Wednesday, 12 December 2012

Shoryu Ramen - The Listening Restaurant

In a world where some in the restaurant industry use social media really badly, it's refreshing to see Shoryu Ramen use it so effectively. For instance, when some old grumpy-bollocks (that's me by the way) had a whinge on twitter about the thick noodles Shoryu used during the soft opening, not only did they introduce a new, thinner noodle but I also received a tweet from @shoryuramen to let me know about it. Other punters lamented the nitamago egg had to be ordered separately. Again, Shoryu listened, and half an egg was introduced as standard in the noodle bowls. I know listening to feedback is the whole point of a soft opening, but it doesn't always pan out that way.

Thick noodles aside, I enjoyed my bowl of yuzu tonkotsu ramen, but as a rule I don't judge anywhere solely on a soft opening, so I made plans to return when the food was being sold at full price. It seemed I wasn't the only one with that idea, as the restaurant was nearly full at 11.45am the Saturday morning I went.

I ordered the basic Hakata tonkotsu ramen (£8) to see how it stacked-up against rival tonkotsu. The first thing that struck me was the broth; it was milky white, there was lots of it and it was steaming hot - all good. It was thinner than the tonkotsu broth found at some rival London joints, but it retained sufficient porkiness and also had a pleasing smoky quality about it. On the minus side, the chashu bbq pork and the half a nitamago egg were somewhat pedestrian. I liked the other toppings of red ginger, kikurage (wood ear fungus), nori, beansprouts, spring onion and sesame, but it would've been good to see some menma (fermented bamboo shoots) in the bowl.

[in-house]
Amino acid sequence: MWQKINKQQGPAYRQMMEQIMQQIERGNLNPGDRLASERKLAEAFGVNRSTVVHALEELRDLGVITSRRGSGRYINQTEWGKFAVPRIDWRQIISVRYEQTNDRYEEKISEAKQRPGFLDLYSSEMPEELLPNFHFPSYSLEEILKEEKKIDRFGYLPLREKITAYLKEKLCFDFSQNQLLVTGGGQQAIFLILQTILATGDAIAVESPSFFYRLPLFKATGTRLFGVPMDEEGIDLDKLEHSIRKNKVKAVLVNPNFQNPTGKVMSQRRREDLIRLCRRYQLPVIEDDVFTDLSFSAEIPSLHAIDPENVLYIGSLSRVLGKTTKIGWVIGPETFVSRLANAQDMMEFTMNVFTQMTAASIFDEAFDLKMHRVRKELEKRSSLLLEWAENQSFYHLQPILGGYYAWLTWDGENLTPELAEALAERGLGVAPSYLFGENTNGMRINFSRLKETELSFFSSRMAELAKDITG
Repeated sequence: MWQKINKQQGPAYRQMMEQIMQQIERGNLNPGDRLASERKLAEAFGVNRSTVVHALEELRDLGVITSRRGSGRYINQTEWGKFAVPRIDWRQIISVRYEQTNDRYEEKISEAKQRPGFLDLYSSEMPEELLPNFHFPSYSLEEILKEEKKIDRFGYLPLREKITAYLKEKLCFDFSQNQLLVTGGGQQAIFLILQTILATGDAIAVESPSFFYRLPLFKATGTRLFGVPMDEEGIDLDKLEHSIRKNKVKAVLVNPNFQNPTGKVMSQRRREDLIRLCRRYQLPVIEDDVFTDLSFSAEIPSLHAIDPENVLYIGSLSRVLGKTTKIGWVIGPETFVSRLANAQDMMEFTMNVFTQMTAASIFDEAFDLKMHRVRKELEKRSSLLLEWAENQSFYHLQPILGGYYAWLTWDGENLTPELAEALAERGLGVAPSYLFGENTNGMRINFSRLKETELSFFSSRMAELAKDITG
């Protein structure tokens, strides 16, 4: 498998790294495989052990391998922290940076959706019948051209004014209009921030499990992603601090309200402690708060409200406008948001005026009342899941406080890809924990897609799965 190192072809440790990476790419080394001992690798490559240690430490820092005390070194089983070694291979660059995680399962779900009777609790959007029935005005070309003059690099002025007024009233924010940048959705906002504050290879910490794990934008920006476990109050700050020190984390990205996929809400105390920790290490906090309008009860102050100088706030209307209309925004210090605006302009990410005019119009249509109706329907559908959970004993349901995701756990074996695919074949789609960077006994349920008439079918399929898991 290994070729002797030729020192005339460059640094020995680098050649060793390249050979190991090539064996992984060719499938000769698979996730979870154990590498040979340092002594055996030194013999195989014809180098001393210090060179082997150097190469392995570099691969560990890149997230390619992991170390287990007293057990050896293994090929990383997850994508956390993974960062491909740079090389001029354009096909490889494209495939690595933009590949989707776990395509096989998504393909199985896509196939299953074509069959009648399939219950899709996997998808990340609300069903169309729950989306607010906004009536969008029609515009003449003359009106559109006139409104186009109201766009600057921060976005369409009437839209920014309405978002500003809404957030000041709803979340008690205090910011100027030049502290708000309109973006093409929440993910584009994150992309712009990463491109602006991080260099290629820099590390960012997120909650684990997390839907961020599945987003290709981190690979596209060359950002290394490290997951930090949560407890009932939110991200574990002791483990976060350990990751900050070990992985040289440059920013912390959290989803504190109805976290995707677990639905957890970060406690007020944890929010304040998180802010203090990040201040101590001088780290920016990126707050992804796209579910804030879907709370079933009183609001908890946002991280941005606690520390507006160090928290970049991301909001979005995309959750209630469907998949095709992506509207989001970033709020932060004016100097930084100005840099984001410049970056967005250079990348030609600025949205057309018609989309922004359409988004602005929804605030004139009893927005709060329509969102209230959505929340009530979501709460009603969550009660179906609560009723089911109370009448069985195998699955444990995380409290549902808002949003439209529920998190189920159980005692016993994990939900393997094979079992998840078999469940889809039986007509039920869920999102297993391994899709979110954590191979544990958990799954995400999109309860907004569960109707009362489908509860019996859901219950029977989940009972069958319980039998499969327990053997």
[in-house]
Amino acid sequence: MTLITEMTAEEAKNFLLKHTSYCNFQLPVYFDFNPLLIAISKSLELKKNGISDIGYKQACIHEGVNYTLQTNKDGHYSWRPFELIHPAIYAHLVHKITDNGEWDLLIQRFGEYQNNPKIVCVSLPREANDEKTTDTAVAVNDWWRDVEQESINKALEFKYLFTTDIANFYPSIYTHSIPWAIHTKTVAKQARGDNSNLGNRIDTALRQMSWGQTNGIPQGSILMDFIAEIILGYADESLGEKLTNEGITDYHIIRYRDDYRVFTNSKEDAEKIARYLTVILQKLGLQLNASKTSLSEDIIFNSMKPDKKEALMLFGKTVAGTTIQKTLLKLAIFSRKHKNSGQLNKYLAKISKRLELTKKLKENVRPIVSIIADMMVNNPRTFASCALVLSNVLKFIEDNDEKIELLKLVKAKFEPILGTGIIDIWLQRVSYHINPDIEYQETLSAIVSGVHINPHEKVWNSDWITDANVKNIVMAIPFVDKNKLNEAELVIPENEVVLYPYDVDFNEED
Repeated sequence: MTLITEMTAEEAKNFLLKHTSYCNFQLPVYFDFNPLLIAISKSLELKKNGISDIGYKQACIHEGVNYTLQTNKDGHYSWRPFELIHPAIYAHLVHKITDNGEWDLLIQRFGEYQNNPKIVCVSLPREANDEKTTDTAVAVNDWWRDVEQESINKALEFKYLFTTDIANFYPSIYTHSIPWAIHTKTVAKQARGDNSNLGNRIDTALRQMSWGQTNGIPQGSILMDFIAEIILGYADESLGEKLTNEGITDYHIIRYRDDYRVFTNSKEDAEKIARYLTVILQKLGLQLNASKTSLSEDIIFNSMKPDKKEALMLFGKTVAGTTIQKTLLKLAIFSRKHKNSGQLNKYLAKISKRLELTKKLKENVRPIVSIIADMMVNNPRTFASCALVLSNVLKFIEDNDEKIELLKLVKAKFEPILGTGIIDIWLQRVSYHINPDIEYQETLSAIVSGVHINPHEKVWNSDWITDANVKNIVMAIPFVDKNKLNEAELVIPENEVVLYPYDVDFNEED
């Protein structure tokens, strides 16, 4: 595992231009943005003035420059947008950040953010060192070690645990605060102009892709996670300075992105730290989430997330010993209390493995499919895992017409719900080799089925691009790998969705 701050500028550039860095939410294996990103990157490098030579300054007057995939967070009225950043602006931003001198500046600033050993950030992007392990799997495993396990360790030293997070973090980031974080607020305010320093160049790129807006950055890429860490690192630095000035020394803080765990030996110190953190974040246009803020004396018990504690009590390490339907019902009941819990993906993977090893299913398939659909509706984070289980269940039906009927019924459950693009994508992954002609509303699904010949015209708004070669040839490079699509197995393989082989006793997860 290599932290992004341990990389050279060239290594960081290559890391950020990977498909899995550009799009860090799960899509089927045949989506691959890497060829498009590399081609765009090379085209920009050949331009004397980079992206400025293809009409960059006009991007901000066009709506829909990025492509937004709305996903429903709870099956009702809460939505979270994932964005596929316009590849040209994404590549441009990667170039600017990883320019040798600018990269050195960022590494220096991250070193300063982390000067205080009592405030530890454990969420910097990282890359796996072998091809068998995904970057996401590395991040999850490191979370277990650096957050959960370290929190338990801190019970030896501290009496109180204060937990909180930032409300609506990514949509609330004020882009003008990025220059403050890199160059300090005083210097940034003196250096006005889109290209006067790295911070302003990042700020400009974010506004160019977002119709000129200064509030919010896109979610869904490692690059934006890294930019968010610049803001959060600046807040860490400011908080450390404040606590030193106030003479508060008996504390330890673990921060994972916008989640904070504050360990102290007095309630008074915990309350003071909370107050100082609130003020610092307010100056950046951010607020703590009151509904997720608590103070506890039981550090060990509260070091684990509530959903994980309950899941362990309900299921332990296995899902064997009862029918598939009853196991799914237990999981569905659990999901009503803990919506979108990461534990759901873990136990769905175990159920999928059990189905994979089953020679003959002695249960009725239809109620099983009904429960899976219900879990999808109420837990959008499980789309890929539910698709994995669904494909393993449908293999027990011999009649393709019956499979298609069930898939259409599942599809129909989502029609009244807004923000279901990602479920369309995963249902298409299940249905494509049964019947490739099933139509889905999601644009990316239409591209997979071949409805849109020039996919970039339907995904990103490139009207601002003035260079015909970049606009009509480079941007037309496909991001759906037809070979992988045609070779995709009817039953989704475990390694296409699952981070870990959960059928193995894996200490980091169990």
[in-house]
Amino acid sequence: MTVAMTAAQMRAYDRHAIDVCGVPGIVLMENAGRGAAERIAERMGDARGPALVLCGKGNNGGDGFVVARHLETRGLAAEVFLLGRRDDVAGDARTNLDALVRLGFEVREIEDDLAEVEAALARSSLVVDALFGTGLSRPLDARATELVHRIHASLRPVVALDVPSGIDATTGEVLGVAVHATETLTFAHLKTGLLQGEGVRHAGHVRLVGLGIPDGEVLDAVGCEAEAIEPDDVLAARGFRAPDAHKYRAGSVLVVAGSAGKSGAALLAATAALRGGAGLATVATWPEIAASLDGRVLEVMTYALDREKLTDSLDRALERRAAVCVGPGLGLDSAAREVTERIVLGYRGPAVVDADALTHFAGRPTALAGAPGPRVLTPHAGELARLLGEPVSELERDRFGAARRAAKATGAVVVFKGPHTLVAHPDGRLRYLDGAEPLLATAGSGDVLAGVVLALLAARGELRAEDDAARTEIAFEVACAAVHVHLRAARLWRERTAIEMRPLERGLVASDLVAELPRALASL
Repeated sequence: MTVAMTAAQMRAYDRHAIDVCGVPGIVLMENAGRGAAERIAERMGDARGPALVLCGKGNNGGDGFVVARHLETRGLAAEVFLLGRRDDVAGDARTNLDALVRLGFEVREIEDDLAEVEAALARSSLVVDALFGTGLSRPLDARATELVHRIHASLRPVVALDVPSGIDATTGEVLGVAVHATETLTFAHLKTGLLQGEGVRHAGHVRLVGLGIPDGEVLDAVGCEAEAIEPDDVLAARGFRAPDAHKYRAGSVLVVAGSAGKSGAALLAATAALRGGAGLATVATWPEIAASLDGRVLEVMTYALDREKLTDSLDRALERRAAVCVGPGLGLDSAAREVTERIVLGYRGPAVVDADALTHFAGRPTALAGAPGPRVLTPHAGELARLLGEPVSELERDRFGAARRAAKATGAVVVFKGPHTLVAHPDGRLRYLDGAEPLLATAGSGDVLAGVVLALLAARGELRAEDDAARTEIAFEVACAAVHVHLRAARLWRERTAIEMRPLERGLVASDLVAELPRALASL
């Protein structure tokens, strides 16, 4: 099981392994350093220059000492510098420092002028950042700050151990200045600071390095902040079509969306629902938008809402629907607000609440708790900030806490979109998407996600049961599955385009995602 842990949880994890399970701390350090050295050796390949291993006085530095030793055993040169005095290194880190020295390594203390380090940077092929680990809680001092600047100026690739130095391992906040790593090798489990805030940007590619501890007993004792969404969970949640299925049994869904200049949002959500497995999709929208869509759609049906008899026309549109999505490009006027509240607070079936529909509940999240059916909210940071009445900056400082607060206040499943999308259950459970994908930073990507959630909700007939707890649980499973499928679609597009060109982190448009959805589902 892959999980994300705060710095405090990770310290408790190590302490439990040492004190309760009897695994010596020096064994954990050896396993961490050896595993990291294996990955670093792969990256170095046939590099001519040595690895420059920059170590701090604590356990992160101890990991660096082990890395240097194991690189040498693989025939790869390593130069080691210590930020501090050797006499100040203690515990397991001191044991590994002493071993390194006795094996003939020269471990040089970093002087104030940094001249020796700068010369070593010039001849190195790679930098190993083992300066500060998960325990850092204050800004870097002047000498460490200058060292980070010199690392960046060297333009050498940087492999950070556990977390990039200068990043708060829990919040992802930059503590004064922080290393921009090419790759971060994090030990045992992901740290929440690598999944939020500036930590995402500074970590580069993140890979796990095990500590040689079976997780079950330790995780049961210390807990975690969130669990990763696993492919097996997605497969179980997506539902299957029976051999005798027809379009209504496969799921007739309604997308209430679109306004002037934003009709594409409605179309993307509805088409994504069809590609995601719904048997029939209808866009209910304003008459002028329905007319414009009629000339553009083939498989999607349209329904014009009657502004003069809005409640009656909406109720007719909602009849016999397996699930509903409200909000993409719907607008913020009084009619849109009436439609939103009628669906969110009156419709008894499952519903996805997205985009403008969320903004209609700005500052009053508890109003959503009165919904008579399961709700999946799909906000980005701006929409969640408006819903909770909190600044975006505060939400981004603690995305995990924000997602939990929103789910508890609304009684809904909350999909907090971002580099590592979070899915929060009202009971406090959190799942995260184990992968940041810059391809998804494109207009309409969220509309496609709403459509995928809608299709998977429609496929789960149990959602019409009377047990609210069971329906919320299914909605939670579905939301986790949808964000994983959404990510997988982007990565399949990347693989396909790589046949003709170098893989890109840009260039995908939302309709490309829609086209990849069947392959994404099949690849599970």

The thinner hosomen ramen noodles are an improvement on those used during the soft opening. These had a nice 'bite' to them, and I ordered an extra portion (£1.50) to soak up the broth. I was pretty full after this and got me thinking that Shoryu probably offers the best value tonkotsu ramen in London.

Shoryu also probably offers the most options for tonkotsu ramen in London, with no less than seven different tonkotsu-based dishes including the likes of wasabi and piri-piri (incidentally, non-tonkotsu fans can plump for miso and shoyu-based soup noodles). On my most recent visit, I went for the top-of-the-range yuzu tonkotsu ramen (£10.40) - a bowl of the Hakata tonkotsu ramen topped with a dollop of yuzu jam and some chilli. I was glad that, with the exception of the thinner noodles, it hadn't changed since the soft opening. I like this particular combo, as the tart citrusy notes of the yuzu jam and the spiciness of the chilli lift the smoky porky tonkotsu soup-base, without overpowering it.

I also ordered some gyoza (6pcs/£5); these were OK without being outstanding. Perhaps these humble pork dumplings should be the next dish to get some love and attention in London. After all, when was the last time you could say you had really top class gyoza in the capital? Having said that, I'm probably being a bit harsh; these dumplings were better than say those at Tonkotsu or Ittenbari. On the non-food front, the service is good although the dining room is a bit clinical for my liking.